Simple Intervention


Sometimes just a simple request from someone who matters can turn the tide. Simply ask the person to not drink. Believe it or not, this sometimes works.


It is extraordinary how many times this has not been done because of a belief that nothing was ever going to change. And if this has not been done, it should always be the first step before any more complicated or involved form of intervention is embarked upon.

Sometimes families get stuck repeating the same mistakes and expecting different outcomes. For example, a professional provides a process towards recovery rather than an event.


Identifying the appropriate treatment facility can be the most beneficial to the individual treatment process. We have found that merely detoxification with intensive outpatient programming brings approximately 5-10 % success rates, while residential treatment matching the patient's needs will bring over 50% success rate.

Crisis Intervention


This is the polar opposite of the Simple Intervention. Crisis Interventions occur in dangerous situations involving reckless driving, weapons, hospital emergency rooms, or violence or threats of violence. It is obvious in these situations that a person is in immediate danger to himself or others. The immediate objective in these cases is to calm the crisis and to create safety for all.


Remember, a crisis often creates golden opportunities for family members to help someone accept help.

Classical Intervention


The most common form of family intervention remains the Johnson Model or some variation thereof. It has been used for over thirty years for thousands of interventions with great success. The focus is on the drinker. The immediate goal is for the drinker to enter treatment, hopefully soon.


Family involvement varies, but at the very least there is enough involvement to plan the intervention prior to the intervention day. Family involvement is often extensive after intervention day to address problems that arise either for themselves or for the drinker. Family education is primarily aimed at preparing for the intervention day. There is frequently some additional education after intervention day to help the family adjust to the changing circumstances.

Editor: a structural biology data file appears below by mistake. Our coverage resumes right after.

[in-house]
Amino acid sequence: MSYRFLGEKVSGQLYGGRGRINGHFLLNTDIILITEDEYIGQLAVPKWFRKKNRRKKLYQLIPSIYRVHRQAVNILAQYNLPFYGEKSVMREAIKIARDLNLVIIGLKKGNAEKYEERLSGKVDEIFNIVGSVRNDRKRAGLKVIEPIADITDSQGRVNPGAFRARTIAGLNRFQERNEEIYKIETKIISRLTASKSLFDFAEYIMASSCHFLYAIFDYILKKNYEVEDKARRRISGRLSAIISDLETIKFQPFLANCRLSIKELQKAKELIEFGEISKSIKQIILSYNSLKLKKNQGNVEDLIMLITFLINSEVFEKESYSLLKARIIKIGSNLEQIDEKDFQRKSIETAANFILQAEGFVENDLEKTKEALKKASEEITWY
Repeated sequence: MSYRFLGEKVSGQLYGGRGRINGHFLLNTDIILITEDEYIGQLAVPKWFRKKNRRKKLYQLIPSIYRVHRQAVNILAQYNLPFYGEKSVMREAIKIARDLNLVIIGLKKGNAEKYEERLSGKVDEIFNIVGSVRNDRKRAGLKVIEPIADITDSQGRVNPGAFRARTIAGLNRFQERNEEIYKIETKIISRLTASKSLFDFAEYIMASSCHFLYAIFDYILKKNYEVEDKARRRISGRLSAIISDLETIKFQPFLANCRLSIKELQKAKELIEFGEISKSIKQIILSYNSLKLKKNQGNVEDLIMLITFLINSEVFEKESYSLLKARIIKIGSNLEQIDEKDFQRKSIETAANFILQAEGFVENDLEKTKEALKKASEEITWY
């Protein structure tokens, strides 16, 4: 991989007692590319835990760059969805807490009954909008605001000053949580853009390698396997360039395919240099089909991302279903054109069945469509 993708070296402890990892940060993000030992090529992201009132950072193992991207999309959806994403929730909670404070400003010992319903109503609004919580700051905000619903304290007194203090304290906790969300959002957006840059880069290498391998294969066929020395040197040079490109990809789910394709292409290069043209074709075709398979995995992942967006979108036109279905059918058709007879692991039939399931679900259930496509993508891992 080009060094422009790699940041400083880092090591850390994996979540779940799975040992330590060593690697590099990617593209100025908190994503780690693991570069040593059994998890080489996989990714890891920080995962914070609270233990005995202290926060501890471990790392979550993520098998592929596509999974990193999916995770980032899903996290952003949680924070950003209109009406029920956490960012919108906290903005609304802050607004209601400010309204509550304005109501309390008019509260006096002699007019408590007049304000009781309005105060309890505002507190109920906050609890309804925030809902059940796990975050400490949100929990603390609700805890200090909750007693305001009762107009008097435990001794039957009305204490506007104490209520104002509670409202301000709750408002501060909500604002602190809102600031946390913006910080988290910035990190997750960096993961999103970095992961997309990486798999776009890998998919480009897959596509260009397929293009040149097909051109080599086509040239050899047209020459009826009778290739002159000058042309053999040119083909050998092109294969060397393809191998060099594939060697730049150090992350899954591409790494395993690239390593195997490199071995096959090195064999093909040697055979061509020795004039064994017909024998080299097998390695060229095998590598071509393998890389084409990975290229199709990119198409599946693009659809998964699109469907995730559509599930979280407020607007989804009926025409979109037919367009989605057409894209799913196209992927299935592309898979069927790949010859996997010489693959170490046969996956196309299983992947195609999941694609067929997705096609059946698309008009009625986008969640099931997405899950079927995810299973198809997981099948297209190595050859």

Many treatment programs have excellent family components designed to educate the family in addictions and how to take care of themselves when living with a recovering person.

Family System Intervention


A family systems intervention focuses on the family. The goal is for everyone in the family to achieve systemic health, at least in regards to the self-destructive behavior, knowing that this changed behavior will have a tremendous influence on the drinker/addict.


In this view, the whole process is considered to be the intervention. Intervention day itself is not nearly as significant as in a more classical approach, since the whole family, including the drinker/addict, is considered the subject of the intervention. The drinker/addict is often invited to participate in the process from the beginning and is pleased to find out that the focal point is not directly on their using.


A high level of family involvement and motivation is necessary throughout this process and continues to be high whether or not the drinker goes to treatment. The educational process is viewed as integral and emphasizes the basics of addiction, the roles of guilt and shame in the family system, the recognition of enabling and provoking behaviors, and the development of a recovery plan for each family member. The goal is for each family member to change behavior and consequently change the situation or system in which the drinker has thrived.

The A.R.I.S.E. Intervention


The ARISE Model is an invitational/motivational approach that treats the identified patient with integrity from the initial process throughout the course of treatment. Outcomes are positive due to the integrity that the patient feels from the family and the clinician regarding treatment. This is a non-confrontational, non-abrasive approach.